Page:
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Arrived in Britain:
Place of Birth:
1 July 1946
Herman was born in 1927 in Nowy Sacz, Poland. His father was born there. He attended University in Vienna to study engineering and plumbing and became a Master Plumber in Nowy Sacz. He was also a Member of Parliament. He had a brother in Cracow and a sister in Lvov. She owned a perfume factory which is now run by the government. His father’s mother was a descendant of the Sanz Rebbe, called Halberstam. His mother was from Vienna. She had 3 brothers and 2 sisters. They were an orthodox family. One brother went to New York, one brother married a Dane and another, Uncle Alfred married a Countess of the Habsburg family she had to renounce her religion and become Jewish. They were hidden during the war by Habsburg cousins and lived until the age of 90 in 1969. They had no children. His mother’s father had a furnishing business in Vienna. His parents met in Vienna and married in 1907. They had Stella born 1912 and Jozef born 1920. They lived in the East of the town in Ul.Sobieskigo 22/3. It was an apartment on the first floor and they had the use of cellars and the loft.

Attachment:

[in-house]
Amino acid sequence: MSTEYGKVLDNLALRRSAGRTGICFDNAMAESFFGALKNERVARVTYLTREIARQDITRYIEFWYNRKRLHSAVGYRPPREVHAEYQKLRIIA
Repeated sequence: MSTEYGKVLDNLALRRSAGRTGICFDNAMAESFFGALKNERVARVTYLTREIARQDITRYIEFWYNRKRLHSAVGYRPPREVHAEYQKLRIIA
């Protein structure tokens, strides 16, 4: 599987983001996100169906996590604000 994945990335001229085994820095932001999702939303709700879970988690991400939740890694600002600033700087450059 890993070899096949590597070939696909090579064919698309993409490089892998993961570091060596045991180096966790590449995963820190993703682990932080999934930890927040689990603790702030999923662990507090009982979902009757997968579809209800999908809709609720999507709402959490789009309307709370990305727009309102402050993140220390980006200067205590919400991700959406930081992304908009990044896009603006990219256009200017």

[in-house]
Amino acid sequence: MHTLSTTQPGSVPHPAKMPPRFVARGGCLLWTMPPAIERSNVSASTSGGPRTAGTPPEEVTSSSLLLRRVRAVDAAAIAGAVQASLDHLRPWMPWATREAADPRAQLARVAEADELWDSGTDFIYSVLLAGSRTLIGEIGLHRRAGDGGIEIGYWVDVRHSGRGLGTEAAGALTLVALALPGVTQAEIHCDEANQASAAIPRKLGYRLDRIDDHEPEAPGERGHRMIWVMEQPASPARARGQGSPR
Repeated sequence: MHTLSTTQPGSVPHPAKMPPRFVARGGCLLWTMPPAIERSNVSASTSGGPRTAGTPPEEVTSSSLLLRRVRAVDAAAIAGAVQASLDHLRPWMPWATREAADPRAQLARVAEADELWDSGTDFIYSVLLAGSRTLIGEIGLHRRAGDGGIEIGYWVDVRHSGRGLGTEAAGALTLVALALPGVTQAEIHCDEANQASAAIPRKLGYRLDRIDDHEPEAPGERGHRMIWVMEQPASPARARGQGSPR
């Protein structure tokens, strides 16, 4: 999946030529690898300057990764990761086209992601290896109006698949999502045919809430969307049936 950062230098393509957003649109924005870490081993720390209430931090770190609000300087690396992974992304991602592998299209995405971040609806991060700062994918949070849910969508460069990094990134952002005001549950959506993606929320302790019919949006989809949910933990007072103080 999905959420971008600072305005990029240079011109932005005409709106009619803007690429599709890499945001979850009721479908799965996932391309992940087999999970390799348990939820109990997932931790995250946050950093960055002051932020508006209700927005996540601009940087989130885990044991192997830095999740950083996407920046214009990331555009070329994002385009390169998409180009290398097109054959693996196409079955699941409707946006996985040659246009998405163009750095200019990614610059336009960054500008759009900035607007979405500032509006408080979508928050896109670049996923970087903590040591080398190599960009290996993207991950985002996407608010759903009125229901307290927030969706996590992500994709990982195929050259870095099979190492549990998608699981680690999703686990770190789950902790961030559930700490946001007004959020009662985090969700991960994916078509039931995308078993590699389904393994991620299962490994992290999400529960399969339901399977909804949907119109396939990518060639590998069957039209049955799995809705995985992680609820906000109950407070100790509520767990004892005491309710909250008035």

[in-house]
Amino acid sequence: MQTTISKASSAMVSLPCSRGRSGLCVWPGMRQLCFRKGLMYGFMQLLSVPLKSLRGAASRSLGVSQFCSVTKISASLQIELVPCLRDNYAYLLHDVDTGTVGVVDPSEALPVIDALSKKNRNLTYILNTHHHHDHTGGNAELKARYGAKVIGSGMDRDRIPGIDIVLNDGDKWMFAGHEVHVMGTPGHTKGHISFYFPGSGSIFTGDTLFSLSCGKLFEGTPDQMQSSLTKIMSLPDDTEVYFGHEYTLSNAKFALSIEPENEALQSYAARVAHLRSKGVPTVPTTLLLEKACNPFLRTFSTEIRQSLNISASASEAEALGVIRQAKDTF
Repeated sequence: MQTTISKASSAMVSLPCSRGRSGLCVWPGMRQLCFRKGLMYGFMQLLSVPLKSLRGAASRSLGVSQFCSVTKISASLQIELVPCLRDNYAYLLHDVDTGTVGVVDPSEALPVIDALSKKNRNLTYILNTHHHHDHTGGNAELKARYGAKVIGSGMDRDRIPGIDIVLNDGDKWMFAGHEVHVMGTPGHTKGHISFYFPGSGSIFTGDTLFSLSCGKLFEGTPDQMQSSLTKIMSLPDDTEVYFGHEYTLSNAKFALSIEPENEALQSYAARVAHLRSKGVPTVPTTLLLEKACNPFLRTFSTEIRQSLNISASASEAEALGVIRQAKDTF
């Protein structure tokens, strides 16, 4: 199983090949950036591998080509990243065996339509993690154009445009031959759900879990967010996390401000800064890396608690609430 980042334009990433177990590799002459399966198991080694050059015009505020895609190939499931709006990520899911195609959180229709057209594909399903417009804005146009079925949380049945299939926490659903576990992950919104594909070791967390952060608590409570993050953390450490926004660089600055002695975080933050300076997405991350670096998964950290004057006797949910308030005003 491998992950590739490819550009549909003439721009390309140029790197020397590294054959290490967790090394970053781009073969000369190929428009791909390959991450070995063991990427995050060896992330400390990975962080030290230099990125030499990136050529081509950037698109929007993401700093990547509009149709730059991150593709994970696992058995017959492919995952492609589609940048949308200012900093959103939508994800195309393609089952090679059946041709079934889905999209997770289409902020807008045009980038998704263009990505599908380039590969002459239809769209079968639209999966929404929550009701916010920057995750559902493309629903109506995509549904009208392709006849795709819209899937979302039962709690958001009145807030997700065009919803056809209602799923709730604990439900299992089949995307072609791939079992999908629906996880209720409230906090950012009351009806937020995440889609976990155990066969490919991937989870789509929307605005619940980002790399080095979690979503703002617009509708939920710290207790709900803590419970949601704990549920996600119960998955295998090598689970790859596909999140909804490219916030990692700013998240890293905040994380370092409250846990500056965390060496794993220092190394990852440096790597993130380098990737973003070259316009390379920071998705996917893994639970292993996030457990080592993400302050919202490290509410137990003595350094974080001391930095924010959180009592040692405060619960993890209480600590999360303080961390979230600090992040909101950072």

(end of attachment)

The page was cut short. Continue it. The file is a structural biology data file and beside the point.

Herman was sent to school in Vienna, where he stayed with family. He was there 4 years and left when Germany annexed Austria. He was put on a train and sent home. He attended a Catholic School for 18 months and Cheder. He belonged to Hashomer Hatzair. He mixed with the Jewish children at that school. He got on well with the non-Jewish children who were neighbours and they were delighted to see him on his return to Poland in 1997. When the Nazis occupied Poland, the shuls and schools closed, they remained in their home and were given work permits to continue working in the plumbing trade. Thereafter he endured great hardships: most of his family were murdered and he spent the war in slave labour camps in Mielec and Dachau.
In 1947 Herman came to Manchester, where he had been told there were other Polish boys. He joined the 45 Aid Society. He worked for the Urban Development Company as a plumber but after an accident at work he became a baker.
We didn’t meet any anti-Semitism at school, just once or twice that I can remember one of the boys started something but the other boys quietened him down. We never fought with them, we didn’t have to, because the other boys that knew us were very, very kind, were very supportive of the Jewish boys.
In Flossenbürg, the people in charge were the air force personnel. They only called us out to go to work and nothing else. It was less than five minutes to walk to the workshop. We were 12 hours a day 7 days a week. There was no time off at all, because the work was [the] aluminium part, that built an aeroplane. Eventually they built the aeroplane further away, the Luftwaffe themselves.